There’s one big blip in the graph, though: on the 2nd of July it went up to $209.10, dropping back to $129 the following day. If you’re comparing the Prime Day price to the 2nd of July price then the saving is clearly illusory – but compare it to the normal selling price and it’s clearly still a good deal.
Checking other devices can be illuminating, though. Amazon’s Echo Dot is usually $49.99, but it dropped to $39.99 last June, May, December and on Black Friday. The Kindle Paperwhite price goes up and down more often than a kangaroo on a bouncy castle, moving from $119.99 to $99.99 every fortnight or so.
The lesson here, other than “don’t buy Amazon devices at full price”, is that you really need to know the value of what you’re looking at. Some deals, such as the pressure cooker, are genuine (and no doubt arranged with the supplier way in advance to trade margin for volume). Others aren’t necessarily deals you need to race to get, because the devices will be discounted again soon. And as with any sale, forget the RRP/MSRP when you’re looking at the sale price – especially on big ticket items such as televisions. The RRP on those only exists to give retailers a laugh.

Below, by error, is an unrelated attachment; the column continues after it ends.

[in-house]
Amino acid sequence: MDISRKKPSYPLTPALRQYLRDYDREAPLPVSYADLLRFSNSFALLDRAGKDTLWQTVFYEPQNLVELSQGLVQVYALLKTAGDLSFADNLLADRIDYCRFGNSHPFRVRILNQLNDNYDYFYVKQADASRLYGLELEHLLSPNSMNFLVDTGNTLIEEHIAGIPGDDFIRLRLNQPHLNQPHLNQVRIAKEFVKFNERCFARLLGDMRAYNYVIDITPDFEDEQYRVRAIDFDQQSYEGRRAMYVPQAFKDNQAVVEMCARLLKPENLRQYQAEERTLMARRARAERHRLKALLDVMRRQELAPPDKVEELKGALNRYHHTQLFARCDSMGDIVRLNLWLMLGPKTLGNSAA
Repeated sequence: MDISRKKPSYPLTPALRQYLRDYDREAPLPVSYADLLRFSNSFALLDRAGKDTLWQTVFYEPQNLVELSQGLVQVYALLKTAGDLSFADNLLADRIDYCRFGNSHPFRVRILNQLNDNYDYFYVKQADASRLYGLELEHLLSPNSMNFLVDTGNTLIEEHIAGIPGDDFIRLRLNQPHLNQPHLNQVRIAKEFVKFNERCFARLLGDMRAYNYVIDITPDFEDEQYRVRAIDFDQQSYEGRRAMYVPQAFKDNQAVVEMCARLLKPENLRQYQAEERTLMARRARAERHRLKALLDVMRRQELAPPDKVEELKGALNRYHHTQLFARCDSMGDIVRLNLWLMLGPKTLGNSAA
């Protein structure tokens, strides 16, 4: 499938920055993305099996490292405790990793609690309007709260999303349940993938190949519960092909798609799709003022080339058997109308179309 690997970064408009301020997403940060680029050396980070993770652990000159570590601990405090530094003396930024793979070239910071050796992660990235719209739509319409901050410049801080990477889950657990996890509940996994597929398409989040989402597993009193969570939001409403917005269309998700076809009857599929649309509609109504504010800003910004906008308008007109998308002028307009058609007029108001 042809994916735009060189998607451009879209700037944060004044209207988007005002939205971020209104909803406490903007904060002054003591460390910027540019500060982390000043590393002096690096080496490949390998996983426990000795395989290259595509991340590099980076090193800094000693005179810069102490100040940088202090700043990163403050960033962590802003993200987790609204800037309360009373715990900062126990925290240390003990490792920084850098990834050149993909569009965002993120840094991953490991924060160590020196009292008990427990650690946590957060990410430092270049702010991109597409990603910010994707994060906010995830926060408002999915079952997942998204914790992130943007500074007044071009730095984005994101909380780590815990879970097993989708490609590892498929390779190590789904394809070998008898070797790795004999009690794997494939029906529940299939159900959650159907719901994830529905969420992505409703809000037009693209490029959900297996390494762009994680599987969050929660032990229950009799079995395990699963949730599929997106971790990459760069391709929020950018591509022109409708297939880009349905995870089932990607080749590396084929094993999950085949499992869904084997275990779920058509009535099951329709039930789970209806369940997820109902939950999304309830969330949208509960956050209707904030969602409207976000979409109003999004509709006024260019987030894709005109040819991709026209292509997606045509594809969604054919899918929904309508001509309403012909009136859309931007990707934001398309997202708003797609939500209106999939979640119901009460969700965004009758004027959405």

Where there any Prime Day problems last year?
As you’d expect from an event this big, not everything went according to plan on Amazon Prime Day last year. Twitter featured many irate users who found that deals didn’t appear at the specified times, while others suggested that Amazon had a “bot problem” with some deals being oversubscribed instantly. Still, others had problems with the app, where deals weren’t sold out but the App’s Add To Cart button didn’t work. There were concerns over some of the deals too. Some deals were more expensive on Prime Day than they were normally, while other deals simply reproduced deals that had been available the day before. And still others were laughable: would an incredible four cents off the $1,799.99 price of a soundbar tempt you to buy? Problems didn’t end at the ordering stage either. While Amazon boasts about the fastest-ever UK Prime Day delivery of just 14 minutes between ordering and delivery, many of us saw our next-day or two-day deliveries become even longer.